Graduation Semester and Year




Document Type


Degree Name

Doctor of Philosophy in Quantitative Biology



First Advisor

Paul Chippindale


Mimicry is a widespread biological phenomenon and is simply defined as the resemblance of one organism to another for some sort of protective purpose. Specifically, Batesian mimicry occurs when a harmless species imitates a noxious or harmful species. Neotropical coralsnakes and their colubrid snake mimics are a very diverse example of Batesian mimicry and coralsnake mimicry has been posited as a major factor underlying the diversity of Neotropical colubrids. One type of phenotypic diversity that is widespread among Neotropical coralsnake mimics is geographic variation in color and color pattern polymorphism. Color pattern polymorphism is the presence of multiple color pattern types within the same population for the same species. Although common within coralsnake mimics and within other Batesian mimicry complexes, the evolutionary conditions underlying the evolution of color pattern polymorphism in the context of mimicry is not well understood. My dissertation research focuses on the evolutionary dynamics of color pattern polymorphism within a group of Neotropical coralsnake mimics in the genus Sonora. This genus contains four species that are distributed from the Balsas region of Mexico to central North America and all possess striking color pattern polymorphism. The three exclusively Mexican species are found entirely in sympatry with coralsnake species and have multiple coralsnake-mimicking morphs. In contrast, the North American S. semiannulata has the largest geographic range (including large areas of allopatry with coralsnakes) and has only one mimetic morph (and 3 other morphs). I use a combination of extensive museum sampling, phylogenetic systematics, population genomics, and candidate gene approaches to assess relationships among population and species, determine the selection dynamics on color pattern, and assess the genetic origin of color pattern polymorphism. This research reveals the phylogenetic distribution of coralsnake mimicry and color pattern polymorphism, geographic and temporal variation in selection on color pattern, and suggests future avenues of research for assessing the genetic determinants of color pattern.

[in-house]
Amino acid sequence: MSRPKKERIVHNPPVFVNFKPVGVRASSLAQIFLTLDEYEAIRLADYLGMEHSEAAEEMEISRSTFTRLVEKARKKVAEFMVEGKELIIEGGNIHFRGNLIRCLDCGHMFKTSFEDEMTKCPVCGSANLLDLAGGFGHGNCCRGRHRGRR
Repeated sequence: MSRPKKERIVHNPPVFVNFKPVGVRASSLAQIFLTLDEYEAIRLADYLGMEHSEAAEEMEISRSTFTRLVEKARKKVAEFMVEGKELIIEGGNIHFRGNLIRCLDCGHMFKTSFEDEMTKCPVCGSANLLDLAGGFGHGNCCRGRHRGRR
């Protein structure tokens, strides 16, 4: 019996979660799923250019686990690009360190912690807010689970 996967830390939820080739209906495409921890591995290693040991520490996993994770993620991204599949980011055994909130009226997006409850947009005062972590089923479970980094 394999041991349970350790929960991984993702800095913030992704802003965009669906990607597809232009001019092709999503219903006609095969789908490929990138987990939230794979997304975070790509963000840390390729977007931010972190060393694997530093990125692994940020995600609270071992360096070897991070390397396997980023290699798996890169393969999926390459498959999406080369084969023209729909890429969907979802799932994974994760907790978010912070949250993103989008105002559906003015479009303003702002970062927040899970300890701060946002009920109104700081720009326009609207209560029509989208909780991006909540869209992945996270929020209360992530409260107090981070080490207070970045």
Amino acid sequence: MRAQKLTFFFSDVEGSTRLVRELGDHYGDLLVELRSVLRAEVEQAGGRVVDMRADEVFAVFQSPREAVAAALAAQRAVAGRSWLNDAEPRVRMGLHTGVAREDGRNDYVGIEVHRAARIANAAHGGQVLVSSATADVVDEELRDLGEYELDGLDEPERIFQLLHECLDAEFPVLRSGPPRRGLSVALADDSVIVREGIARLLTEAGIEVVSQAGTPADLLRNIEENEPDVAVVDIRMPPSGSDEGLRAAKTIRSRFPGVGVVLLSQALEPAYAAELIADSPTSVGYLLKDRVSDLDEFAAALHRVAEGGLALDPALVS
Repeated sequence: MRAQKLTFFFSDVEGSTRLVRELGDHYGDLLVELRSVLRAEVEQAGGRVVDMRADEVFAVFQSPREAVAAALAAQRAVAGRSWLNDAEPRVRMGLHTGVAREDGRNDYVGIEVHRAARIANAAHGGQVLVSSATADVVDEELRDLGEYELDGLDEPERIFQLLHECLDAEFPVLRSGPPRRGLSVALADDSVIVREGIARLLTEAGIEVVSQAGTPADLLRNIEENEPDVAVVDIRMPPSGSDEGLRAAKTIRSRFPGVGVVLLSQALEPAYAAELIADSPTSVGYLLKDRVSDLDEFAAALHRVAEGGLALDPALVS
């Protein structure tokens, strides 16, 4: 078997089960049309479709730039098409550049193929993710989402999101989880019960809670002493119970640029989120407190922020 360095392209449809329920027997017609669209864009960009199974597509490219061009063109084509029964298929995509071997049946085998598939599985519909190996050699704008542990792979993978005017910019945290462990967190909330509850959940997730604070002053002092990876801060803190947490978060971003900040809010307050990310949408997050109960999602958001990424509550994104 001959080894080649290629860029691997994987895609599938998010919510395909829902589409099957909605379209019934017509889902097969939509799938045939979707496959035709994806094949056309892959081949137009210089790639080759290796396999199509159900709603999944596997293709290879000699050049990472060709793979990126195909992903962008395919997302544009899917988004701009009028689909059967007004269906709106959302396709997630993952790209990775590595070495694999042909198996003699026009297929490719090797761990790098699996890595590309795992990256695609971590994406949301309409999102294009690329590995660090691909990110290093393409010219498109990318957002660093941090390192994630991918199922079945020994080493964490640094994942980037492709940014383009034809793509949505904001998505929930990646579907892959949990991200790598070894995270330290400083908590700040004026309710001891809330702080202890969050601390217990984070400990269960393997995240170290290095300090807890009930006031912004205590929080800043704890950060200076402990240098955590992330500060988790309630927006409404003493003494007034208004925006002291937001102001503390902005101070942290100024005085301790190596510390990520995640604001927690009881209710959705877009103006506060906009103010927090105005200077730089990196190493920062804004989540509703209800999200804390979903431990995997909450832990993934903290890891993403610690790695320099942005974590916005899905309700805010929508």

Biology | Life Sciences


Degree granted by The University of Texas at Arlington

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